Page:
ISO: Beef tallow fries
- Jamie Eats Burgers Nov 6, 2009 05:19 AM
I'm not the biggest fan of 'french' fries. But I enjoy them if they are done well.
I also know that the fat that is used is crucial for flavour.
Anyone know where to get fries fried in beef tallow in Toronto?
I would hate to make them myself...
while not fine dining by ANY means .... and i mean ANY means ....
Master Steak on Dixie 1 block north of the 401 fries there's in beef tallow
the masterburger is actually very good too -- the best under $10 i've had
(this is a truck stop ... so dont bring first dates here)
5895 Dixie Rd, Mississauga, ON L4W1E8, CA
Please report back if you try them.
Beef tallow is sometimes used for fries in New Zealand in fish and chip places, and the chips are McCains. I find the result bordering on unpalatable and leaving me feeling queasy. But obviously somebody must like them. Perhaps one must build up a tolerance to the fat.
McDonald's fries used to be fried in beef tallow, and when they made the change to vegetable oil in 1990, they employed flavour chemistry to replicate the flavour of the beef tallow. Supposedly their current product is almost indistinguishable from the tallow incarnation, so arguably, you can enjoy "beef tallow" fries at Mickey Dees.
re: Crispier Crouton
Very arguably. I'm old enough to remember McDonald's fries a long time ago. The fries they serve today don't even vaguely resemble the ones they served way back when - and they haven't in decades.
Even more galling is that I've heard them tell people that their fries are suitable for vegetarians, when - in Canada - they apparently aren't.
The fat can strongly affect the flavour, but it's really about much more than that. Fries made in beef drippings, duck fat, or goose fat can be especially delicious, but are not necessarily delicious.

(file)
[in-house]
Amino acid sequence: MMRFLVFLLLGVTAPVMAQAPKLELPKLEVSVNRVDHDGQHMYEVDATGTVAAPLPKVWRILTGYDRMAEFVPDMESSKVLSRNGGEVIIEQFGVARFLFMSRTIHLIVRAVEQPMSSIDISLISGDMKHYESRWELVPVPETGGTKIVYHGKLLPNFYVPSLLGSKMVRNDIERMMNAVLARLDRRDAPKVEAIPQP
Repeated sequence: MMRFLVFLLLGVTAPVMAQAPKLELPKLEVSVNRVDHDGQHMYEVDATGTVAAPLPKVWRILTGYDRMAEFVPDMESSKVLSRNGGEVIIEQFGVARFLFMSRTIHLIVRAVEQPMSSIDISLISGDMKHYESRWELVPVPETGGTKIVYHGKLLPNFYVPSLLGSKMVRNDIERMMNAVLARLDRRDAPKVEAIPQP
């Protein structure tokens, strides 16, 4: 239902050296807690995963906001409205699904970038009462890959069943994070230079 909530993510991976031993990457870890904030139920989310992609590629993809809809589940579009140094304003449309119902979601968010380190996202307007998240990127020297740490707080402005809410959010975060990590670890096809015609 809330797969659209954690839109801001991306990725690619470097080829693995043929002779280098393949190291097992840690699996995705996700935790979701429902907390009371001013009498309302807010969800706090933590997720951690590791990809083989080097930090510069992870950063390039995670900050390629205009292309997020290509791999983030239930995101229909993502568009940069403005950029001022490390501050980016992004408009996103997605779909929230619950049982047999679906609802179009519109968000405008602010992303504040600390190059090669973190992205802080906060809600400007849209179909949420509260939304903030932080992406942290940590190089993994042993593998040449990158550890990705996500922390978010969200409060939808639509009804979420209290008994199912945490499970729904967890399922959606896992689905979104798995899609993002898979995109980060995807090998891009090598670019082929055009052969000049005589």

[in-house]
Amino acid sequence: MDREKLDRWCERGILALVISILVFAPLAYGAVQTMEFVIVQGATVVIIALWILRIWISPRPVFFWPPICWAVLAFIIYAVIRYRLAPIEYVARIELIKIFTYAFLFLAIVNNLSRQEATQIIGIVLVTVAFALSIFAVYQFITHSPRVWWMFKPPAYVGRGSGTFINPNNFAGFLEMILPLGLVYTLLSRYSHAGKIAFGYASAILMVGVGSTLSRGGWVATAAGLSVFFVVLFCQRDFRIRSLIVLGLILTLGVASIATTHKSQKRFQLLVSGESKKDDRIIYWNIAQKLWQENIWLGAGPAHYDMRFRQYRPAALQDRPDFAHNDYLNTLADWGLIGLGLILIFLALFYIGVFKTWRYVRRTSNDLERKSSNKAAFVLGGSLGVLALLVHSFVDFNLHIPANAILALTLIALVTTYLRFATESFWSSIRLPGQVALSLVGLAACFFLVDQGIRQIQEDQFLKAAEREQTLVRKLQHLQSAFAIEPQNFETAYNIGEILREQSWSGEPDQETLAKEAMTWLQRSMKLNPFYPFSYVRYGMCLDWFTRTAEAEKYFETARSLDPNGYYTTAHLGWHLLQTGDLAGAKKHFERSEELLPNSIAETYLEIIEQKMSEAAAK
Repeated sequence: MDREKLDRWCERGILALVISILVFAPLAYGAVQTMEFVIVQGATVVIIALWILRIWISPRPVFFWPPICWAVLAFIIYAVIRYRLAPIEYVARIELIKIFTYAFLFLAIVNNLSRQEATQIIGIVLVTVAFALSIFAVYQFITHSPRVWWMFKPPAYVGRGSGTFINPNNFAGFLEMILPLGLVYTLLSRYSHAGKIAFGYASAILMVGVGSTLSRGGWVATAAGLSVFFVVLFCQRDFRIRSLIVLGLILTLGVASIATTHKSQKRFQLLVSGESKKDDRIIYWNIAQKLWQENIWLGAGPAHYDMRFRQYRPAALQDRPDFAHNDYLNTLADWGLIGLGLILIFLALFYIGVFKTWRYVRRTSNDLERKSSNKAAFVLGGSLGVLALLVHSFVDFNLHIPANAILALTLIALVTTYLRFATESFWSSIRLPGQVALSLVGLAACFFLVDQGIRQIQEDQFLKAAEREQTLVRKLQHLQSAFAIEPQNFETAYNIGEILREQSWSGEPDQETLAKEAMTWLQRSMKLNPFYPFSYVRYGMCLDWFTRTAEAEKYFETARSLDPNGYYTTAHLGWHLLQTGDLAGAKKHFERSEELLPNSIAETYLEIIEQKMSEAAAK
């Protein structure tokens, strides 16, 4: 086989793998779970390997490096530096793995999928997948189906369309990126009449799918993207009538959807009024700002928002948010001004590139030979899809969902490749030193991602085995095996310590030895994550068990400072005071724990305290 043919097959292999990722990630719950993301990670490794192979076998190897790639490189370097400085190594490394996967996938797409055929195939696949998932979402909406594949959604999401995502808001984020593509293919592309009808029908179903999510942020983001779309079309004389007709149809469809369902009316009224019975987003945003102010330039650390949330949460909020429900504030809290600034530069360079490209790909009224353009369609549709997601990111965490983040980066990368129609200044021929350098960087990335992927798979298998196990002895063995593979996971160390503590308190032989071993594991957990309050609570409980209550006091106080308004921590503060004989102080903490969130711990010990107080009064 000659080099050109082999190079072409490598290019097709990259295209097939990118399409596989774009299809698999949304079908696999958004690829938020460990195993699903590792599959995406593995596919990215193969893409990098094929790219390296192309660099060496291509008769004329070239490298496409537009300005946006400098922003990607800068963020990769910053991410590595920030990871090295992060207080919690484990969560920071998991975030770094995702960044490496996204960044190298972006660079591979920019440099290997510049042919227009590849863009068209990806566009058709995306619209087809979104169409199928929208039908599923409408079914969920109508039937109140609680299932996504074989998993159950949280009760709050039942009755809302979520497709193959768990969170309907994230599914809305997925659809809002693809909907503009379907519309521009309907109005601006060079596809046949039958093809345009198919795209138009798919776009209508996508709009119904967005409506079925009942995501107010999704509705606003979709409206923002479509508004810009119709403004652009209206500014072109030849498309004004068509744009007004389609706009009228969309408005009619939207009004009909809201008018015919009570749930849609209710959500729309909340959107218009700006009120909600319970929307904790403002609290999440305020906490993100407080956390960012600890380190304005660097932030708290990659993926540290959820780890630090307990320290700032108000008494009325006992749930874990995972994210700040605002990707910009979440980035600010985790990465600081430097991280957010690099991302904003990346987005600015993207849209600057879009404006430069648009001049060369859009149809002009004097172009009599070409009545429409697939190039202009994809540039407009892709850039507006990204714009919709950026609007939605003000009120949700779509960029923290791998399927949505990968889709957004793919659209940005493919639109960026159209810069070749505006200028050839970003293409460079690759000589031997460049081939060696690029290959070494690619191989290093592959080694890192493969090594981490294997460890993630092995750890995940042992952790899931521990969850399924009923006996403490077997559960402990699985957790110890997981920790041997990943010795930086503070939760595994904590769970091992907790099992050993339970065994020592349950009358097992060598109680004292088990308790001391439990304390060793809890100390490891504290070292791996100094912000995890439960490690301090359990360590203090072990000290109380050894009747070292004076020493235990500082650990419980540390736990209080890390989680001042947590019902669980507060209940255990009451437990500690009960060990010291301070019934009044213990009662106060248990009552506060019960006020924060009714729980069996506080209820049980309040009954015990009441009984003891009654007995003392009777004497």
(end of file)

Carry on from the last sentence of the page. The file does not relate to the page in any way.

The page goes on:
Other critical factors include the type of potatoes, whether they have been frozen, their size and shape after chipping, whether they are wet or dry, whether they are blanched and then finished or just cooked once, the specific cooking temperatures, the age of the oil, other foods that have been cooked in that oil, and the skill of the cook. Deep frying IS a skill, but many restaurants don't treat it as such.
While beef drippings can produce amazing fries, the beef fat may have been processed to the point where little "beef dripping" flavour remains - certainly not enough to transfer to the food. And when fries are cooked carelessly in beef fat, the result can be particularly unpleasant. Something like peanut oil is much more forgiving.
One thing I've noticed is that the fries at many restaurants changed for the worse when they switched to Canola oil. Yet I've also tasted delicious fries cooked in Canola oil. It's much harder than it looks to produce an amazing fry.
I have to agree. After deciding that I was fed up with french fries and then tasting Jamie Kennedy's fries a few months later, my hope was restored and I realized that the problem is that most places just don't know how to cook fries properly. If JK can make his fries taste that stunning, then clearly there is an art to making the proper french fry.
I thought High Street (fish & chips place) on Underhill did. Can anyone confirm or correct this?